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THE BOOK OF POETRY.
LESSONS FROM THE STATES.
Book I. The Odes of Chow and the South.
TITLE OF THE WHOLE WORK. This in Chinese is SHE KING, “The Book of Poetry,” or simply SHE, “ The Poems." By poetry, according to Chinese scholars, is denoted the expression, in rhymed words, of thought impregnated with feeling. In this collection there were originally 311 pieces, but of six of them there are only the titles remaining. They are generally short; not one of them, indeed, is a long poem. Father Lacharme, a Roman Catholic missionary who translated them into Latin about a century and a half ago, calls the Book Liber Car. minum; and with most English writers the ordinary designation of them has been “The Book of Odes.” Ode is a sufficiently correct designation of many of the pieces, understanding by that term a short lyric poem. Some might better be termed songs ; some ballads ; and others Bardio effusions. All come under the general name of Poems.
TITLE OF THE PART. This in Chinese is Kroh Fung, which I have translated “Lessons from the States." Sir John Davis translates the words by “ The manners of the States." Similarly the French Sinologues render them by “Les meurs des Royaumes.” Choo He, the foremost of Chinese critics, says :—“The pieces are called Fung, because they owe their origin to, and are descriptive of, the influence produced by superiors ; and the exhibition of this is again sufficient to affect men, just as things give forth sound when moved by the wind, and their sound is again sufficient to move other things.” “ Lessons from the States" seems therefore to come nearer to the force of the Chinese terms than “Manners of the States."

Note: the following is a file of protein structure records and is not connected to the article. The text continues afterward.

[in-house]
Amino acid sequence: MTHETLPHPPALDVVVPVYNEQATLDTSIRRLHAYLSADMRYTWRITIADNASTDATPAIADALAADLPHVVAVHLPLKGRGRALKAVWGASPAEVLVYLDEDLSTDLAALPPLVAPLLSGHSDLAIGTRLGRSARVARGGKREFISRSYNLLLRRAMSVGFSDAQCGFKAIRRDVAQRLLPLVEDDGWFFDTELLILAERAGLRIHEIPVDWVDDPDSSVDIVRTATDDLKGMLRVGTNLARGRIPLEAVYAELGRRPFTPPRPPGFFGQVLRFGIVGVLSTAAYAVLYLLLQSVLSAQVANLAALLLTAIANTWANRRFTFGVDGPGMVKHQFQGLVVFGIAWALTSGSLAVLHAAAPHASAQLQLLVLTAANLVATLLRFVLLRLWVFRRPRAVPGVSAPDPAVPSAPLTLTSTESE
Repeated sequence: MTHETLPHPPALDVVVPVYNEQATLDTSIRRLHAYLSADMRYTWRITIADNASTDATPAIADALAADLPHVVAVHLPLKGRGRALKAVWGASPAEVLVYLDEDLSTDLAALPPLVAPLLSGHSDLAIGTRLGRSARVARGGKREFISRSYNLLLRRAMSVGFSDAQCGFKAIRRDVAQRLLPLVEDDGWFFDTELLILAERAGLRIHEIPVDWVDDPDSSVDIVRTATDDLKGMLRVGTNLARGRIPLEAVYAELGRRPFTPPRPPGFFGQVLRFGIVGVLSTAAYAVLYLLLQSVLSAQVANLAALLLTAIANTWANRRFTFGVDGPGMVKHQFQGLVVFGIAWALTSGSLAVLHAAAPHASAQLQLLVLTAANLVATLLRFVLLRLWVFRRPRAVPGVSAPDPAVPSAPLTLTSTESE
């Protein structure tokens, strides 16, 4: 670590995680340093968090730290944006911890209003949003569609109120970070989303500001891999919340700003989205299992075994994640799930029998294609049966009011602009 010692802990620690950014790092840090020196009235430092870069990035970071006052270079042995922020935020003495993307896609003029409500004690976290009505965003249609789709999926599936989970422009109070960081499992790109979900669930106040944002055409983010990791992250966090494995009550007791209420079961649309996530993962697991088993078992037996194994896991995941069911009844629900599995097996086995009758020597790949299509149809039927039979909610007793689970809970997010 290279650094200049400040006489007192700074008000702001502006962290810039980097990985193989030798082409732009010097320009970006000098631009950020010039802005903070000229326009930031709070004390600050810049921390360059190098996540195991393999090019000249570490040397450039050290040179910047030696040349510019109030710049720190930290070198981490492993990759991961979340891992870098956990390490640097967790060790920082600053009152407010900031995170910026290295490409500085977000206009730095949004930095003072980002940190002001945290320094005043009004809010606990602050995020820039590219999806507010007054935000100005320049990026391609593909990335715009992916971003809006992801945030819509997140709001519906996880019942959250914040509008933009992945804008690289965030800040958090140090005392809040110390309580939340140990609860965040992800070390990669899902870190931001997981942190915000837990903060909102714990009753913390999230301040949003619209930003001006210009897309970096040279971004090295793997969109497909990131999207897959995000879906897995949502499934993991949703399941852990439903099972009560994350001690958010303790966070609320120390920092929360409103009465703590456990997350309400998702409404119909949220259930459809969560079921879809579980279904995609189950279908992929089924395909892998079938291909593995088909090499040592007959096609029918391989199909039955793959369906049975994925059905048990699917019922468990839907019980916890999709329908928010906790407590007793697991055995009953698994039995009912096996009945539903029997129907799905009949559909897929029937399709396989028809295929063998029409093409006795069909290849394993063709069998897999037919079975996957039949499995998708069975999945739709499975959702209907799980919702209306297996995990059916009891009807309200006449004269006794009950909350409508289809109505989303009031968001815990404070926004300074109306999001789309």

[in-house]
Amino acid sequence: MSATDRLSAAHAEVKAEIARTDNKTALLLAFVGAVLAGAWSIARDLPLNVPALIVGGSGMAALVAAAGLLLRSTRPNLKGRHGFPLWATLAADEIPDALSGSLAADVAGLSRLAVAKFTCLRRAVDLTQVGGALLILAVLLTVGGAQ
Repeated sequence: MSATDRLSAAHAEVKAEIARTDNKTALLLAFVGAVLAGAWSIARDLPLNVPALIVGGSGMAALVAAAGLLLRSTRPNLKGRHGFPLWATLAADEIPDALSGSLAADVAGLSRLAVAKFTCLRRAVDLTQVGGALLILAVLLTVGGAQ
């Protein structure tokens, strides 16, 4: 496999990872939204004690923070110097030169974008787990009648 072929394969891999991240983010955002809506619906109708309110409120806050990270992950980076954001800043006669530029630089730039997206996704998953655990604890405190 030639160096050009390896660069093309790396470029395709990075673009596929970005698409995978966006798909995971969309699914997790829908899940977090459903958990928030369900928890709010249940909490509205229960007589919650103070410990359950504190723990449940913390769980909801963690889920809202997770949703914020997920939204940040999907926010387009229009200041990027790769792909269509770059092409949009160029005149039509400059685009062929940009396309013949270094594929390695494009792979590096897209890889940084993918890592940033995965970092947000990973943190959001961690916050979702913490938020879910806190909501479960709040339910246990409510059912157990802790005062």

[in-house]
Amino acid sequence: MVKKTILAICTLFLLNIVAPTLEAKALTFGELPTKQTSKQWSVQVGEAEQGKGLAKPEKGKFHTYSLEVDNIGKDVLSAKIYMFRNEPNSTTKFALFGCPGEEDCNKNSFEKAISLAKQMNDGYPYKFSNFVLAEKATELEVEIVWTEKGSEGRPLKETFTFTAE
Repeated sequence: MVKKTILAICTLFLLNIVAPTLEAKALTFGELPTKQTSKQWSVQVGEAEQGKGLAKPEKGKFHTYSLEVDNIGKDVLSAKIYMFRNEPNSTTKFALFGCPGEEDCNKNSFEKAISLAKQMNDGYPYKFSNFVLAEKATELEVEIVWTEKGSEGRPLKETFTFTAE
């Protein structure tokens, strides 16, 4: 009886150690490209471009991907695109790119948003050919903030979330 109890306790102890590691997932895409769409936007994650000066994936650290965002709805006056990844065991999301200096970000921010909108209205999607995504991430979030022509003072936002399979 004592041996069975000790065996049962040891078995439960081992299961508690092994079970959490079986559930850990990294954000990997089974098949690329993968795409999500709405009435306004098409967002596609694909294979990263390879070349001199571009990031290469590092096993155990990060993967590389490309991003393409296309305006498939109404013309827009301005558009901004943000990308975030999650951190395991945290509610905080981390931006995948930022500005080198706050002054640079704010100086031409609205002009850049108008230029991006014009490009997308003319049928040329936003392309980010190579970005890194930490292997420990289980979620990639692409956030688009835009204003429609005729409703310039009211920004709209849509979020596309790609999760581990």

The States are those of Chow, Shaou, P'ei, Yung, and the others, which give their names to the severai Books.
TITLE OF THE BOOK.-" The Odes of Chow and the South.” By Chow is intended the Seat of the House or lords of Chow, from the time of “the old duke T'an-foo" in B.C. 1325, to king Wån. The chiefs of Chow traced their lineage back to K'e, better known as · How-tseih, Shun's minister of Agriculture, more than 2000 years B.C. His descendants had withdrawn among the wild tribes of the west and north ;
but one of them, called duke Lëw, returned to China in B.c. 1796, and made a settlement in Pin, the site of which is pointed out in the present Pin Chow in Shen-se. There the family remained till T'an-foo moved still farther south in B.C. 1325, and settled in K'e, in the present district of K'e-shan, department Fung-ts'ëang. Thence his grandson Wăn moved south and east again, across the Wei, to Fung, south-west from the present provincial city of Se-gan. When Wån took this step, he separated the original Chow-K'e-chow-into Chow and Shaou, which he made the appanages of his son Tan, and of Shih, one of his principal supporters. The pieces in this Book are said to have been collected by Tan in Chow, and the States lying south from it, along the Han and other rivers.
The Kran-ts'eu ; mainly allusive. CELEBRATING THE VIRTUE OF THE BRIDE OF KING WÅN, HIS QUEST FOR HER, AND WELCOMING HER TO HIS PALACE.
This is the view of Choo He, and is so in accordance with the language of the stanzas, that it is not worth while to discuss the view of the older school,-that the subject of the piece is Wăn's queen, and that it celebrates her freedom from jealousy, and her anxiety to fill his harem with virtuous ladies! It is, moreover, entirely from tradition, that we believe the subject to be the famous T'ae-sze, Wăn's bride and queen.
I have given the Chinese name of the piece,—the Kran-ts'eu, two characters in the first line. The names of most of the other pieces are formed in the same way, and are not in themselves descriptive of their subjects. They were attached to them, however, before the time of Confucius.
1 Hark! from the islet in the stream the voice